Queen Elizabeth II at Paddington station in London, to mark the completion of London’s Crossrail project. (PA)
Queen Elizabeth II at Paddington station in London, to mark the completion of London’s Crossrail project. (PA)
Queen Elizabeth II and the Earl of Wessex next to a ticket machine at Paddington station in London during a visit to mark the completion of London’s Crossrail project (PA)
Queen Elizabeth II and the Earl of Wessex next to a ticket machine at Paddington station in London during a visit to mark the completion of London’s Crossrail project (PA)
Queen Elizabeth II departs following the A Gallop Through History Platinum Jubilee celebration at the Royal Windsor Horse Show at Windsor Castle. (PA)
Queen Elizabeth II departs following the A Gallop Through History Platinum Jubilee celebration at the Royal Windsor Horse Show at Windsor Castle. (PA)
Queen Elizabeth II sitting in a buggy during a visit by members of the royal family to the RHS Chelsea Flower Show 2022 (PA)
Queen Elizabeth II sitting in a buggy during a visit by members of the royal family to the RHS Chelsea Flower Show 2022 (PA)

King Charles’ Proclamation of Accession

The Proclamation of Accession —signed on the day of the Queen’s death by members of the Privy Council — will be read out tomorrow at St James’s Palace.

“Whereas it hath pleased Almighty God to call to His mercy our late sovereign lady Queen Elizabeth II of blessed and glorious memory by whose decease the Crown is solely and rightfully come to the High and Mighty Prince Charles Philip Arthur George: we therefore the Lords Spiritual and Temporal of this Realm being here assisted with these her late Majesty’s Privy Council with representatives of other members of the Commonwealth with other Principal Gentlemen of quality with the Lord Mayor, Aldermen and Citizens of London do now hereby with one Voice and Consent of Tongue and Heart publish and proclaim that the High and Mighty Prince Charles Philip Arthur George is now by the death of our late sovereign of happy memory become King Charles the third by the grace of God.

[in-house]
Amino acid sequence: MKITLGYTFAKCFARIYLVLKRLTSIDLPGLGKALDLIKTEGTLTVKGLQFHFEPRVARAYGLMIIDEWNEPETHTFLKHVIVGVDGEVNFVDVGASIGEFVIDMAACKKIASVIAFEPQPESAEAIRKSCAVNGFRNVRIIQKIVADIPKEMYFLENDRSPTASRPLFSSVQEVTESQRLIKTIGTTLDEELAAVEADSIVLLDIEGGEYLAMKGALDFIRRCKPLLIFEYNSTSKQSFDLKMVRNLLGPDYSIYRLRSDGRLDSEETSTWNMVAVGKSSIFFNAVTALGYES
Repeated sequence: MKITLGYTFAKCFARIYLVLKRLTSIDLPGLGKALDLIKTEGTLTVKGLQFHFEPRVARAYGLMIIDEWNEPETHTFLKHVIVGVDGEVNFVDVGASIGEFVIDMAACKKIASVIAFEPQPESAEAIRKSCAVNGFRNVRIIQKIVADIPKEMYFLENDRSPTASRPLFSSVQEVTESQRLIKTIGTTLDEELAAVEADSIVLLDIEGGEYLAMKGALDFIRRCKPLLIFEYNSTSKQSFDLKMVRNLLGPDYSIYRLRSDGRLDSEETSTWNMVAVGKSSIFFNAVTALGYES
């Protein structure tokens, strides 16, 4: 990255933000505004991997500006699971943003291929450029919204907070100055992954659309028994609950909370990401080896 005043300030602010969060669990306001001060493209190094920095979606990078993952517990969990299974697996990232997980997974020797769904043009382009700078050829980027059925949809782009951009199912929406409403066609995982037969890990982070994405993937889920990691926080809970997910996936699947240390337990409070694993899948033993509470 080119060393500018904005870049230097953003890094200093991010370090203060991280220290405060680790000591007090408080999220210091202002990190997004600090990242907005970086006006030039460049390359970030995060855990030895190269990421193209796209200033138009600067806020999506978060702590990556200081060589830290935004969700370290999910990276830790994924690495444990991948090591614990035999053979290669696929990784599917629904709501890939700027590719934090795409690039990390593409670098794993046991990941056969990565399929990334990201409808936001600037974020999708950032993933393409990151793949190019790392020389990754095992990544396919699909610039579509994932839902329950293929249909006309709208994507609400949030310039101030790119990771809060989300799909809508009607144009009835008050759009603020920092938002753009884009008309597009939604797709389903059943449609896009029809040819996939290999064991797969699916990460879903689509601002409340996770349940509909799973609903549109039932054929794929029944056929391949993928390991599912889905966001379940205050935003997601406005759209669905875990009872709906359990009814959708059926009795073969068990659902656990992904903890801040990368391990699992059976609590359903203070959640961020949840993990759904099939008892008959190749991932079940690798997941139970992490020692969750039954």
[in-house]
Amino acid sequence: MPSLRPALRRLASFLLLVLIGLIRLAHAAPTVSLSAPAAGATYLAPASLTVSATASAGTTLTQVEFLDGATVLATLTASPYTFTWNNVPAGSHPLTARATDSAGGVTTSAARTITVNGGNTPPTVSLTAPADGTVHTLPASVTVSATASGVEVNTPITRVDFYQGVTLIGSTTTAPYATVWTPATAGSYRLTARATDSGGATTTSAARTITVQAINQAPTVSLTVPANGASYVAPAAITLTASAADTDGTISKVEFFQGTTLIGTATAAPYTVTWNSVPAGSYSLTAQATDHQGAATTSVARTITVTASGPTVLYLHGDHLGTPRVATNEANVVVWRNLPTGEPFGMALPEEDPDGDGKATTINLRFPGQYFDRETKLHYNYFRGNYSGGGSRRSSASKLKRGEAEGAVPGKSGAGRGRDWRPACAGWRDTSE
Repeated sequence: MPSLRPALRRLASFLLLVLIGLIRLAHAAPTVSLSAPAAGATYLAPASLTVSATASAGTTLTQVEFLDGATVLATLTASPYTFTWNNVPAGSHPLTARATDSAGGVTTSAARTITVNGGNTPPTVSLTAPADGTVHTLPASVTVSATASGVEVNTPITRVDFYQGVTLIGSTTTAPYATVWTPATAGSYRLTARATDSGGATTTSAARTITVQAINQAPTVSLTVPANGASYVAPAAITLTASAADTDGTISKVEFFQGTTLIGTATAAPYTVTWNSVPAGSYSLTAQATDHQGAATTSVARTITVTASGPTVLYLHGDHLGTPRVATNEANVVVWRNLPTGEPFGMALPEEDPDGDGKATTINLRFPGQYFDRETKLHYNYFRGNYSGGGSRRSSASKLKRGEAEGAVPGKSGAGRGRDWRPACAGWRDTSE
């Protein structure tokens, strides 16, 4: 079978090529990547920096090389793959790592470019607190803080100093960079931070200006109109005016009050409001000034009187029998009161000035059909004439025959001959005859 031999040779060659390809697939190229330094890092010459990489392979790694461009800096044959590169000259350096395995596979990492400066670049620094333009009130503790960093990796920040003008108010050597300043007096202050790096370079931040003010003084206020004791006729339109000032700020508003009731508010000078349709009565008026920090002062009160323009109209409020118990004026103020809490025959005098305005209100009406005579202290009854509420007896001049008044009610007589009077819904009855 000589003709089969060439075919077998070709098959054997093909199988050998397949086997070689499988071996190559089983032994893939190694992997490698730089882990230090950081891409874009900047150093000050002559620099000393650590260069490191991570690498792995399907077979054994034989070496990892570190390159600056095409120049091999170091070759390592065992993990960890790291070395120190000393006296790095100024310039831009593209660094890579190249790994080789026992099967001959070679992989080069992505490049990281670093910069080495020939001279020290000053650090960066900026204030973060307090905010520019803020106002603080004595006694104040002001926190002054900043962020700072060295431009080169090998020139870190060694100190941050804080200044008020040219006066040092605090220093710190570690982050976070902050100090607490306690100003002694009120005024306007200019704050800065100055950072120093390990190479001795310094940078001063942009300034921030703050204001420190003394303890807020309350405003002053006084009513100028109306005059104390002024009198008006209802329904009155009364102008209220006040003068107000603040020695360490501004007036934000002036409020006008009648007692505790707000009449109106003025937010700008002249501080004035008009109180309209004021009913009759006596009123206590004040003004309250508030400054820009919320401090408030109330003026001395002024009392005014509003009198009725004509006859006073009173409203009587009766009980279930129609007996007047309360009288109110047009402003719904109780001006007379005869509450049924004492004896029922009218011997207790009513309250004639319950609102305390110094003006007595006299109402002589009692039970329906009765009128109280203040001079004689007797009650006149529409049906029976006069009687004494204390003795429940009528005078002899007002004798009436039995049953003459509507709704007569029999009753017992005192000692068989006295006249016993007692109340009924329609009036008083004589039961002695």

“King of this realm and of her other realms and territories, head of the Commonwealth, Defender of the faith to whom her lieges do acknowledge all Faith and constant Obedience with hearty and humble Affection beseeching God by whom Kings and Queens do reign, to bless the Royal Prince Charles the third with long and happy years to reign over us. God save the King.”

Seventy photos for 70 years of the Queen’s record-breaking reign

2016: Queen Elizabeth II during a visit to the Prince’s Trust Centre in Kennington, London, to mark the 40th anniversary of the charity (PA)
2016: Queen Elizabeth II during a visit to the Prince’s Trust Centre in Kennington, London, to mark the 40th anniversary of the charity (PA)
1953: Coronation of Queen Elizabeth II (PA)
1953: Coronation of Queen Elizabeth II (PA)
1957: The Queen, in a gold lame dress, is seen in the Long Library at Sandringham shortly after making the traditional Christmas Day broadcast to the nation. On the desk are portraits of Prince Charles and Princess Anne. The Queen is holding the copy of ‘Pilgrim’s Progress’, from which she read a few lines during her message. The broadcast was televised this year for the first time and was carried by both the BBC and ITV. It was the 25th anniversary of the first radio message to the Commonwealth by her grandfather, King George V (PA)
1957: The Queen, in a gold lame dress, is seen in the Long Library at Sandringham shortly after making the traditional Christmas Day broadcast to the nation. On the desk are portraits of Prince Charles and Princess Anne. The Queen is holding the copy of ‘Pilgrim’s Progress’, from which she read a few lines during her message. The broadcast was televised this year for the first time and was carried by both the BBC and ITV. It was the 25th anniversary of the first radio message to the Commonwealth by her grandfather, King George V (PA)
2007: Queen Elizabeth II and the Duke of Edinburgh at Broadlands for  their Royal Wedding Diamond Anniversary (PA)
2007: Queen Elizabeth II and the Duke of Edinburgh at Broadlands for their Royal Wedding Diamond Anniversary (PA)
1952: The new Queen, Elizabeth II (formerly Princess Elizabeth), returns to Clarence House, London, with the Duke of Edinburgh from London Airport after the sudden death of her father, King George VI. She succeeded the King on his death a day earlier (PA)